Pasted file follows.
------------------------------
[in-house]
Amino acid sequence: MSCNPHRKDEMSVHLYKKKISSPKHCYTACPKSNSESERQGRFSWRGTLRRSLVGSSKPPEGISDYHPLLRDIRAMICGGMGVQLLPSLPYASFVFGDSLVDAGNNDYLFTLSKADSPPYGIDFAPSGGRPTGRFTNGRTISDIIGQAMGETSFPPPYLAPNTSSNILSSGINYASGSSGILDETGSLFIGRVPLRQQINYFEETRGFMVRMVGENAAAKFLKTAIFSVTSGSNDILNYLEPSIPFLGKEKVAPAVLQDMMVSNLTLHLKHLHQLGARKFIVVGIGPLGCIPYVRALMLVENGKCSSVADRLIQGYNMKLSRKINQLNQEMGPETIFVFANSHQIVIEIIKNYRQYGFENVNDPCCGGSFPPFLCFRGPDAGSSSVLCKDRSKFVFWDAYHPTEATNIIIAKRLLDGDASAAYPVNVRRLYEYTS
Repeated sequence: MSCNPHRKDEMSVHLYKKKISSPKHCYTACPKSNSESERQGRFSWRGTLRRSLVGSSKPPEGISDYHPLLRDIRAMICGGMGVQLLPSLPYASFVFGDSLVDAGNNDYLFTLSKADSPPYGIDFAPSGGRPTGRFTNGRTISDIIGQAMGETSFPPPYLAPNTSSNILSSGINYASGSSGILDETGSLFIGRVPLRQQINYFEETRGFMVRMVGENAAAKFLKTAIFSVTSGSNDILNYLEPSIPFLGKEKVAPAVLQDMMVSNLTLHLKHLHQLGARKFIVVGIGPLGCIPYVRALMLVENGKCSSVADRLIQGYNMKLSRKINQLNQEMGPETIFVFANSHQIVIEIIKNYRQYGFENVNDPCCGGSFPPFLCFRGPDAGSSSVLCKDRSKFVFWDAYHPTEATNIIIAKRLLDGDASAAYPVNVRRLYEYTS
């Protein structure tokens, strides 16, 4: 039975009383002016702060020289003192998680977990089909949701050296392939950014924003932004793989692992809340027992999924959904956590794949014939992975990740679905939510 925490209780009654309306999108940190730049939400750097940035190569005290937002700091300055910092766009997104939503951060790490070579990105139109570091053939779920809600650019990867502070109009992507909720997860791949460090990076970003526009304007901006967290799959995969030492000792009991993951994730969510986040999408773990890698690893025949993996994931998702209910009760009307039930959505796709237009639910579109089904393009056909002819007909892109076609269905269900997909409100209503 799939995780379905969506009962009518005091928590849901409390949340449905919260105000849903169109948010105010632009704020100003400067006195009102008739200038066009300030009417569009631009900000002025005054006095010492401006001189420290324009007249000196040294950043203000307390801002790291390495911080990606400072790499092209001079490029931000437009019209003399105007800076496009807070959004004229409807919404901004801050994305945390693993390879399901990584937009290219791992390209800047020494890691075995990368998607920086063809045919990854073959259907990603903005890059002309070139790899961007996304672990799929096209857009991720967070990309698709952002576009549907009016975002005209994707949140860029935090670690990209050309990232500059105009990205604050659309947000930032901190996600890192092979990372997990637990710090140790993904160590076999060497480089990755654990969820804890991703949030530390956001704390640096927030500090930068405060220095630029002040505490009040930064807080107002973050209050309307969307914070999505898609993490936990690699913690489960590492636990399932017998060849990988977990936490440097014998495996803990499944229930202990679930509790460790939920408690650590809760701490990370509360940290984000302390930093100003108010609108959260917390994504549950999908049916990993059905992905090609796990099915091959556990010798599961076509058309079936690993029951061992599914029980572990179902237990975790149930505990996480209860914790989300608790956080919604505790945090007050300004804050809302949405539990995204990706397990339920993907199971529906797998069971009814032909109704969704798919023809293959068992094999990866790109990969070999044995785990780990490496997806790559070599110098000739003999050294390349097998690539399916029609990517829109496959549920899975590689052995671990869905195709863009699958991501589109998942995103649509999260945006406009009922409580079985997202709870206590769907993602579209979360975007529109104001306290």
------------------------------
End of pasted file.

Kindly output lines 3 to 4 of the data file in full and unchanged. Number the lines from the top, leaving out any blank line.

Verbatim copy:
Repeated sequence: MSCNPHRKDEMSVHLYKKKISSPKHCYTACPKSNSESERQGRFSWRGTLRRSLVGSSKPPEGISDYHPLLRDIRAMICGGMGVQLLPSLPYASFVFGDSLVDAGNNDYLFTLSKADSPPYGIDFAPSGGRPTGRFTNGRTISDIIGQAMGETSFPPPYLAPNTSSNILSSGINYASGSSGILDETGSLFIGRVPLRQQINYFEETRGFMVRMVGENAAAKFLKTAIFSVTSGSNDILNYLEPSIPFLGKEKVAPAVLQDMMVSNLTLHLKHLHQLGARKFIVVGIGPLGCIPYVRALMLVENGKCSSVADRLIQGYNMKLSRKINQLNQEMGPETIFVFANSHQIVIEIIKNYRQYGFENVNDPCCGGSFPPFLCFRGPDAGSSSVLCKDRSKFVFWDAYHPTEATNIIIAKRLLDGDASAAYPVNVRRLYEYTS
């Protein structure tokens, strides 16, 4: 039975009383002016702060020289003192998680977990089909949701050296392939950014924003932004793989692992809340027992999924959904956590794949014939992975990740679905939510 925490209780009654309306999108940190730049939400750097940035190569005290937002700091300055910092766009997104939503951060790490070579990105139109570091053939779920809600650019990867502070109009992507909720997860791949460090990076970003526009304007901006967290799959995969030492000792009991993951994730969510986040999408773990890698690893025949993996994931998702209910009760009307039930959505796709237009639910579109089904393009056909002819007909892109076609269905269900997909409100209503 799939995780379905969506009962009518005091928590849901409390949340449905919260105000849903169109948010105010632009704020100003400067006195009102008739200038066009300030009417569009631009900000002025005054006095010492401006001189420290324009007249000196040294950043203000307390801002790291390495911080990606400072790499092209001079490029931000437009019209003399105007800076496009807070959004004229409807919404901004801050994305945390693993390879399901990584937009290219791992390209800047020494890691075995990368998607920086063809045919990854073959259907990603903005890059002309070139790899961007996304672990799929096209857009991720967070990309698709952002576009549907009016975002005209994707949140860029935090670690990209050309990232500059105009990205604050659309947000930032901190996600890192092979990372997990637990710090140790993904160590076999060497480089990755654990969820804890991703949030530390956001704390640096927030500090930068405060220095630029002040505490009040930064807080107002973050209050309307969307914070999505898609993490936990690699913690489960590492636990399932017998060849990988977990936490440097014998495996803990499944229930202990679930509790460790939920408690650590809760701490990370509360940290984000302390930093100003108010609108959260917390994504549950999908049916990993059905992905090609796990099915091959556990010798599961076509058309079936690993029951061992599914029980572990179902237990975790149930505990996480209860914790989300608790956080919604505790945090007050300004804050809302949405539990995204990706397990339920993907199971529906797998069971009814032909109704969704798919023809293959068992094999990866790109990969070999044995785990780990490496997806790559070599110098000739003999050294390349097998690539399916029609990517829109496959549920899975590689052995671990869905195709863009699958991501589109998942995103649509999260945006406009009922409580079985997202709870206590769907993602579209979360975007529109104001306290």